Shock Absorber to begin:
World market is happy with the recent funding mechanisms declared and agreed for the troubled European economies. Banks have been asked to absorb 50% of the pains of trouble assets. Another part of the funding will be provided by EFSF which will create a set of special-purpose vehicles financed by other investors, including sovereign-wealth funds & funds being raised via bonds. Together, these schemes are supposed to extend the value of the EFSF to €1 trillion ($1.4 trillion) or more. But this might look like an easy way out but in real terms it’s a tough game and more of expectation rather than granted game to win ahead.
EFSF is betting on big game since it’s predict that banks will be free enough to dispose their assets and abide the road map of the rescue plan. ESFS depends partly on France for its rating as France finances the rescue fund and any rating below AAA of France will damage the EFSF ratings too making its bond programme to face stiff difficulties. The EFSF will issue bonds which will be backed by the credit ratings of the 17-member nations of the euro zone hence bonds credit worthiness will depend on these nations fragile credit ratings.
Who buys At what?
Selling the assets will be tough for banks as supply of assets are more and purchasers will go for optimum level of bargaining. Troubled banks across Europe have already started sell of to meet earlier regulatory requirements and funding issues. Franco-Belgian bank Dexia SA recently sold its Belgian unit to the country’s government for EUR4 billion, is selling its Turkish unit DenizBank. Societe Generale SA and French rival BNP Paribas SA are both looking to sell their large aviation-financing businesses, and U.K. banks Royal Bank of Scotland Group and Lloyds Banking Group PLC are continuing to sell both non-core assets and non-performing loan portfolios, including packages of real-estate, aviation and shipping loans. So many assets are stock piled for disposition and buyers are aggressively bargaining to buy them out.
Banks are getting value for its assets around 50% to 70% of its original value due to extensive bargaining. Asian banks are already keeping an eagle eye on non-central assets being sold by European banks–for example, South Korean government-owned KDB Financial Group is in talks to buy HSBC Holdings PLC’s Korean retail business, and Australia’s QBE Insurance Group Ltd. and Japanese insurer MSIG are among potential buyers of the bank’s Asia-based general insurance businesses.
No Lending No Growth
Moreover the banks have decided that they will eliminate dividends, retention of earnings & reductions in loans. But all these measures will fail miserably since few of the banks are on profitable ladders hence ruling out the factor of dividends and retained earnings. Reduction of loans is going to create double impact less support to GDP growth via loans and secondly banks don’t have enough position in their balance sheet extend loans further. Along with this we should be clear to understand that GDP growth of Europe will be less and consumption will take a major hit affecting US, India and other Asian economies.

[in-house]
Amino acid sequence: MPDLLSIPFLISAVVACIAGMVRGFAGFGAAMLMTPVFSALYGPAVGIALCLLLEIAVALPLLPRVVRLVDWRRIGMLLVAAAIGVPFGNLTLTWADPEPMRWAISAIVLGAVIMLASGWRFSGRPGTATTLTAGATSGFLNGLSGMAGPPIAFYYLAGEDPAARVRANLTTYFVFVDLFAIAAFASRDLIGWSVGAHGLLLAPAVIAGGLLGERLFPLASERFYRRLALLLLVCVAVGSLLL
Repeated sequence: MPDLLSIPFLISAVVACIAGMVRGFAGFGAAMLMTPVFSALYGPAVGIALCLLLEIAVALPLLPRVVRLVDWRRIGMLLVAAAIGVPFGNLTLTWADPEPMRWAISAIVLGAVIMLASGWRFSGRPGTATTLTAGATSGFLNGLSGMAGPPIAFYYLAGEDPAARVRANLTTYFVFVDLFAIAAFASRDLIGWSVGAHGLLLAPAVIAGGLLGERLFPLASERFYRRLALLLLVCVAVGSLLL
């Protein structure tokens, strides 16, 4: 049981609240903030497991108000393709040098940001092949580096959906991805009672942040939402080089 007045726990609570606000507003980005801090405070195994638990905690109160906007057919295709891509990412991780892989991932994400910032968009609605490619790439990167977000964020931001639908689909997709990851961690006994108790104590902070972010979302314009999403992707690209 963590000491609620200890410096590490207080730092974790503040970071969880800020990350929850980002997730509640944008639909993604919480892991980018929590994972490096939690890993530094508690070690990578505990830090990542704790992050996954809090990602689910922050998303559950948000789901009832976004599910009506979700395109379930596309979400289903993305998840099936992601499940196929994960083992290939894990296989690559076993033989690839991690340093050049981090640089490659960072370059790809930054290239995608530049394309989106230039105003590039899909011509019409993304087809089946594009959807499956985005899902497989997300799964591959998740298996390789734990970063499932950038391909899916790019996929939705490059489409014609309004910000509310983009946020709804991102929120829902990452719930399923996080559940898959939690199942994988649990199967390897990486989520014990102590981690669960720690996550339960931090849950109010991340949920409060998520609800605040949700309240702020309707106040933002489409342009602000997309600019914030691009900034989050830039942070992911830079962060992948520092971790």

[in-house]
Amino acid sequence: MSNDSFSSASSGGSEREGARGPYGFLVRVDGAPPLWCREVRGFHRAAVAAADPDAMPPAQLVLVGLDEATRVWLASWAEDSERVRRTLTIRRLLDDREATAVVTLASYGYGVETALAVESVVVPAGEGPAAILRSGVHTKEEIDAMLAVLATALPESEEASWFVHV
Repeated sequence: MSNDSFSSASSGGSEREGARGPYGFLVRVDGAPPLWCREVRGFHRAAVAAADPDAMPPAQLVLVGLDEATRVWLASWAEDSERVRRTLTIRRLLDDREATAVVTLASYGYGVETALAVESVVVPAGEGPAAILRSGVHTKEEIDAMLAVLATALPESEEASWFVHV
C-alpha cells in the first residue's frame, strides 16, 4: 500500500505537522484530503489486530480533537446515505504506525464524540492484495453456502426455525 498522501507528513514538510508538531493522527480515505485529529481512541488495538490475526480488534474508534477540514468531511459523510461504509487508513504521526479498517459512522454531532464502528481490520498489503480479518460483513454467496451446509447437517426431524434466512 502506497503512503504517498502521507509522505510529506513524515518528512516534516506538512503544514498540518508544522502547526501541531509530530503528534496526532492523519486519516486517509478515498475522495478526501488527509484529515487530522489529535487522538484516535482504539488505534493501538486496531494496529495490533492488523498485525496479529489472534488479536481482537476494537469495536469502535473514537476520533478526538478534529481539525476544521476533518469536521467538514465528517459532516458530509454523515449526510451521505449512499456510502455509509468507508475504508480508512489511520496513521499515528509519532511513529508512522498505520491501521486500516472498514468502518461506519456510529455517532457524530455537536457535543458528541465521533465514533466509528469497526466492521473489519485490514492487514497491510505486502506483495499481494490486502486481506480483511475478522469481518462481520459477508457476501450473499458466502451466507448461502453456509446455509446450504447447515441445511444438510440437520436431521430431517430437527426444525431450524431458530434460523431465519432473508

Focus lies at 9%
Moreover the banks have been asked to maintain that by the end of June 2012, banks are expected to establish a core-capital ratio of 9%. Banks are already focusing on meeting the limit of 9% rather than focusing on how to deal with the 50% absorption of debt pile. Implementation of Basel III norms will create further pressure on the lending to the European economy EU leaders already are pressing banks to restrain payments to employees and shareholders until they meet the capital target. Well this will further accelerate the slow down process of the European economy since banks will be lending Zero to the economy resulting negative growth for Europe. Hence we should not expect any numbers of growths from Europe. And even if we get any number it should be taken for cooked numbers derived from political amour. There is no relief from pains only consolation and regret is yet to begin. What every one is trying and dreaming to do is that wipe out all the pains and start playing the old game in anew fashion. Borrow and live without knowing who pays.

Indraneel Sen GuptaIndraneel Sen Gupta ([email protected] )

Global Macro Economic Researcher and Business Strategist

Master of Economics, MBA in International Business Management, ICWAI (Final)/CWM Final/Journalist

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Qualification: MBA
Company: IFAN Finserv Private Ltd.(SPA Group Company)
Location: mumbai, Maharashtra, IN
Member Since: 25 Sep 2019 | Total Posts: 130
God has been kind and the people with whom I have the journey of my career over the last 16 years have been great fortune to have them as my best friends standing today .Well, I hold more than 16 years of experience in the Financial Advisory, Global Macro Analysis and Business Development Strategy. View Full Profile

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June 2021